Assemblyman Bradford seeks to close ‘hit-and-run’ loophole

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A bill requiring hit-and-run drivers to face justice will be heard in the Senate this week.

Current law requires a driver involved in a collision resulting in injury, death, or damage to property, to stop.

A driver can be absolved of the crime if the victim of the collision appears before a court to settle the case.

AB 2673, by Assembly Member Steven Bradford (D-Gardena), eliminates that civil compromise loophole.

 “Hit-and-run crimes are a particularly dangerous offense, and they are on the upswing,” Bradford said. “A person involved in an accident who refuses to even stop poses a great danger to society and they should not be able to buy their way out of facing punishment for endangering the public.”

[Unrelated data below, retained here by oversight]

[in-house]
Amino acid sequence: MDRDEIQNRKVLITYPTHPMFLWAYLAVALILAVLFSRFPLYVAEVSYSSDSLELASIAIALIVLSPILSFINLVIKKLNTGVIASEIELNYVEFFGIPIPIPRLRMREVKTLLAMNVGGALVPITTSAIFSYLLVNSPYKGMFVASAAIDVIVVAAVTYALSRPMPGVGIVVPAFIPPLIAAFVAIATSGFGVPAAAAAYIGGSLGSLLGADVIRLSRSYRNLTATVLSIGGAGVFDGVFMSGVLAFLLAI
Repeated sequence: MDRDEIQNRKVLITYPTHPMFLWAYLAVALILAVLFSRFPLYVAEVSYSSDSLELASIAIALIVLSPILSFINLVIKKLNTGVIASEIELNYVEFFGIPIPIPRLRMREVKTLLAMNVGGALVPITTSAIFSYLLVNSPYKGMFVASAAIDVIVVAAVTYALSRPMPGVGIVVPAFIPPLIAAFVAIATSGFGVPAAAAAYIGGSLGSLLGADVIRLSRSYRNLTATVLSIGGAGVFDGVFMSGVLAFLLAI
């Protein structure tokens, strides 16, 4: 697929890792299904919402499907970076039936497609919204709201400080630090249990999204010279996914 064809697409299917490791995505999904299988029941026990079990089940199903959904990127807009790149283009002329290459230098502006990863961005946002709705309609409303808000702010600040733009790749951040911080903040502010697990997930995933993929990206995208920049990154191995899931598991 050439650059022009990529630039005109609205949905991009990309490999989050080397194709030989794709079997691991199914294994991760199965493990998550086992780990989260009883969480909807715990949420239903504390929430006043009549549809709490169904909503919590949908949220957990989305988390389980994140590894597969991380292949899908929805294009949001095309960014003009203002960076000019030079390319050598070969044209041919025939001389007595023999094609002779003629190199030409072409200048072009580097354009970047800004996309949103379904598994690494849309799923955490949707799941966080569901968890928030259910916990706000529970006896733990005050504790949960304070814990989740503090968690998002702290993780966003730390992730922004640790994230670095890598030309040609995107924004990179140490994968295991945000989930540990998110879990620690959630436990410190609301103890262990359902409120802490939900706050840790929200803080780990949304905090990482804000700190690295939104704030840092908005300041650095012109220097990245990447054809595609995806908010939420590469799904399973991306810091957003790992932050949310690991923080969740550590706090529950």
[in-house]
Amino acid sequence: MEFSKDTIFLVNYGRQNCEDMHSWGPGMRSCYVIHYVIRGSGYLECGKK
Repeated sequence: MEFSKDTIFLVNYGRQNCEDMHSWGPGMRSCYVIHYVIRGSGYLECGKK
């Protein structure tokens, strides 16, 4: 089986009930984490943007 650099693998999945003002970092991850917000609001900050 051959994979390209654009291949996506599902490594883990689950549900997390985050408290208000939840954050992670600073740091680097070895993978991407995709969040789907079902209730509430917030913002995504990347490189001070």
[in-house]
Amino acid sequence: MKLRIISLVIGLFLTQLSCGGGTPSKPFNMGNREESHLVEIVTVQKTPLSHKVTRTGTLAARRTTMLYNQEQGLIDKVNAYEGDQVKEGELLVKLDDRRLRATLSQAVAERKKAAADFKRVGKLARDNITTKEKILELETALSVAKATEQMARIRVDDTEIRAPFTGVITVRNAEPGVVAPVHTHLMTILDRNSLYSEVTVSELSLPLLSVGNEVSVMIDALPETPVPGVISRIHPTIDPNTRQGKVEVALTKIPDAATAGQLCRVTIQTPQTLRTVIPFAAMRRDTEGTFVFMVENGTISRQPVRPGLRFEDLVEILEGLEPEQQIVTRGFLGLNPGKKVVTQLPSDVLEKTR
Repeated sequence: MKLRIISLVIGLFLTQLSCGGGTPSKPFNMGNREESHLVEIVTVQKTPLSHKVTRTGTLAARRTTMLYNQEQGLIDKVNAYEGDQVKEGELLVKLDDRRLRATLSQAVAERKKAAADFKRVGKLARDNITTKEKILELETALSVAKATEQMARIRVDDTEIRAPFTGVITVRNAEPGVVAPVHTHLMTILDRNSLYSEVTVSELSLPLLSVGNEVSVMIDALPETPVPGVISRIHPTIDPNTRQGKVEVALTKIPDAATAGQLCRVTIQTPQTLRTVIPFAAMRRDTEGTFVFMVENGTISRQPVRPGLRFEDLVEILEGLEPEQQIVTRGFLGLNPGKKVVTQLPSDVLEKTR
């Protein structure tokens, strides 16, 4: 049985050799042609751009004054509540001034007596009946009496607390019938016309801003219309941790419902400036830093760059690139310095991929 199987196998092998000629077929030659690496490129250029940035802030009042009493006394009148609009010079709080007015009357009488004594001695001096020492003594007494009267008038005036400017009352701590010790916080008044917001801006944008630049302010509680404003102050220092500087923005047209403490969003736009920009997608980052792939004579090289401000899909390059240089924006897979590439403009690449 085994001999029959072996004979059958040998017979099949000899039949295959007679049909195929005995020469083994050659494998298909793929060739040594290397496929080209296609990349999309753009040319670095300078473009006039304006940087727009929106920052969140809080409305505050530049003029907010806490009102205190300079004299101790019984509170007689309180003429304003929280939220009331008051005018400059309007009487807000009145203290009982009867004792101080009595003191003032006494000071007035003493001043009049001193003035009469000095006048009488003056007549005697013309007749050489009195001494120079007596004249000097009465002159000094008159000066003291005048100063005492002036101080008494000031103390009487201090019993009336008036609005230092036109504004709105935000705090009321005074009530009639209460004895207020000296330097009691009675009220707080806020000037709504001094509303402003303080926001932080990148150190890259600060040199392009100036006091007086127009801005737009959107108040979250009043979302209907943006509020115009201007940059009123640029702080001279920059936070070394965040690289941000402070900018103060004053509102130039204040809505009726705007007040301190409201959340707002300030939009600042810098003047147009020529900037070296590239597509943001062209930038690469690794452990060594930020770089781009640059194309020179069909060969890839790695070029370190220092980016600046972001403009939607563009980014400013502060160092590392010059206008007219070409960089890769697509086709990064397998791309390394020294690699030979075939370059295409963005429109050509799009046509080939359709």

This bill would eliminate the option for a civil compromise to absolve the perpetrator of the crime.

 “Writing a check may clear a dangerous driver’s conscience, but it should not automatically clear their record,” Bradford concluded.

The bill is sponsored by the Los Angeles City Attorney, who wrote in a letter of support that between 2007 and 2011, there was an average of 22 severe or fatal hit-and-run collisions involving bicycles and 92 involving pedestrians each year.

The bill passed the Assembly floor with 75 votes in favor.

Assembly Member Steven Bradford represents the 62nd Assembly District, comprised of the cities of Hawthorne, Lawndale, Inglewood, and El Segundo, and the communities of North Gardena, Westchester, Venice, and Del Rey, and parts of Westmont and Park Mesa Heights, and Los Angeles International Airport (LAX). 

Assemblyman Bradford seeks to close ‘hit-and-run’ loophole